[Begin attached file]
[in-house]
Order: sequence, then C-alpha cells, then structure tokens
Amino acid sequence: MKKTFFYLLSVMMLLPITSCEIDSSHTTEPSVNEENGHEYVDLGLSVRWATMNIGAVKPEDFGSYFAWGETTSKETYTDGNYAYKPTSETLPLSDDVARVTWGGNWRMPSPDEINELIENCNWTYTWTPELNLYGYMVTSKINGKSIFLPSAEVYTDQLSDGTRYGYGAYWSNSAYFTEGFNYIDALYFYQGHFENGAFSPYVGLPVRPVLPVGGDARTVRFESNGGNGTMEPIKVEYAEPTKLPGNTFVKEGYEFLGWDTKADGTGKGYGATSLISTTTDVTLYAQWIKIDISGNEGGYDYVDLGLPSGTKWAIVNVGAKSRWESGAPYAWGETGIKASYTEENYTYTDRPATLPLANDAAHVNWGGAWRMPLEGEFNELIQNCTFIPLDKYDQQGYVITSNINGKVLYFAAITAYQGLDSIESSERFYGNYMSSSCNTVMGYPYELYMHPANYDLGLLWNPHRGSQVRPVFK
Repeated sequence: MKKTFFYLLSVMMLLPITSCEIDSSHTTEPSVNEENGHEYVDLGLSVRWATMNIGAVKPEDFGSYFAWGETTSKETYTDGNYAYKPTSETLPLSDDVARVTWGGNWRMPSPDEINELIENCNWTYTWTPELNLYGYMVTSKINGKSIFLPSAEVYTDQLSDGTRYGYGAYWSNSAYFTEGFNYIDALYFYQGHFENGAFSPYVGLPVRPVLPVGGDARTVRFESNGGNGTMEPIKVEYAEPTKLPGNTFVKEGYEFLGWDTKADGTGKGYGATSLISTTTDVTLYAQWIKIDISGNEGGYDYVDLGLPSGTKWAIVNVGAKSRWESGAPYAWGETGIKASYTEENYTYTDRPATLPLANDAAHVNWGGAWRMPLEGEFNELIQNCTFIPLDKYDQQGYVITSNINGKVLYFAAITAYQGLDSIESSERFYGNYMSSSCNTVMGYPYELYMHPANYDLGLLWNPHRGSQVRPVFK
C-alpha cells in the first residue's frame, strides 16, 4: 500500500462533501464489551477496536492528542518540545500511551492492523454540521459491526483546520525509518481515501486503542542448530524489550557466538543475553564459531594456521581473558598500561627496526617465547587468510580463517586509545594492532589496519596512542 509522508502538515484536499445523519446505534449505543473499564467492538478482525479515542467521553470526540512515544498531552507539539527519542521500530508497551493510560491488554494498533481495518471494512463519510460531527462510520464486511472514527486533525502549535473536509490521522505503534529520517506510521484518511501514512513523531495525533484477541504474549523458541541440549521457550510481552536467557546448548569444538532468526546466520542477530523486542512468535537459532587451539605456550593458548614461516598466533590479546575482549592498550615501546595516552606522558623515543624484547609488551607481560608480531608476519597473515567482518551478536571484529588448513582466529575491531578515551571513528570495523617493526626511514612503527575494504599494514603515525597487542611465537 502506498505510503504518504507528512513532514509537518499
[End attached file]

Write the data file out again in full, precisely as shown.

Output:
[in-house]
Order: sequence, then C-alpha cells, then structure tokens
Amino acid sequence: MKKTFFYLLSVMMLLPITSCEIDSSHTTEPSVNEENGHEYVDLGLSVRWATMNIGAVKPEDFGSYFAWGETTSKETYTDGNYAYKPTSETLPLSDDVARVTWGGNWRMPSPDEINELIENCNWTYTWTPELNLYGYMVTSKINGKSIFLPSAEVYTDQLSDGTRYGYGAYWSNSAYFTEGFNYIDALYFYQGHFENGAFSPYVGLPVRPVLPVGGDARTVRFESNGGNGTMEPIKVEYAEPTKLPGNTFVKEGYEFLGWDTKADGTGKGYGATSLISTTTDVTLYAQWIKIDISGNEGGYDYVDLGLPSGTKWAIVNVGAKSRWESGAPYAWGETGIKASYTEENYTYTDRPATLPLANDAAHVNWGGAWRMPLEGEFNELIQNCTFIPLDKYDQQGYVITSNINGKVLYFAAITAYQGLDSIESSERFYGNYMSSSCNTVMGYPYELYMHPANYDLGLLWNPHRGSQVRPVFK
Repeated sequence: MKKTFFYLLSVMMLLPITSCEIDSSHTTEPSVNEENGHEYVDLGLSVRWATMNIGAVKPEDFGSYFAWGETTSKETYTDGNYAYKPTSETLPLSDDVARVTWGGNWRMPSPDEINELIENCNWTYTWTPELNLYGYMVTSKINGKSIFLPSAEVYTDQLSDGTRYGYGAYWSNSAYFTEGFNYIDALYFYQGHFENGAFSPYVGLPVRPVLPVGGDARTVRFESNGGNGTMEPIKVEYAEPTKLPGNTFVKEGYEFLGWDTKADGTGKGYGATSLISTTTDVTLYAQWIKIDISGNEGGYDYVDLGLPSGTKWAIVNVGAKSRWESGAPYAWGETGIKASYTEENYTYTDRPATLPLANDAAHVNWGGAWRMPLEGEFNELIQNCTFIPLDKYDQQGYVITSNINGKVLYFAAITAYQGLDSIESSERFYGNYMSSSCNTVMGYPYELYMHPANYDLGLLWNPHRGSQVRPVFK
C-alpha cells in the first residue's frame, strides 16, 4: 500500500462533501464489551477496536492528542518540545500511551492492523454540521459491526483546520525509518481515501486503542542448530524489550557466538543475553564459531594456521581473558598500561627496526617465547587468510580463517586509545594492532589496519596512542 509522508502538515484536499445523519446505534449505543473499564467492538478482525479515542467521553470526540512515544498531552507539539527519542521500530508497551493510560491488554494498533481495518471494512463519510460531527462510520464486511472514527486533525502549535473536509490521522505503534529520517506510521484518511501514512513523531495525533484477541504474549523458541541440549521457550510481552536467557546448548569444538532468526546466520542477530523486542512468535537459532587451539605456550593458548614461516598466533590479546575482549592498550615501546595516552606522558623515543624484547609488551607481560608480531608476519597473515567482518551478536571484529588448513582466529575491531578515551571513528570495523617493526626511514612503527575494504599494514603515525597487542611465537 502506498505510503504518504507528512513532514509537518499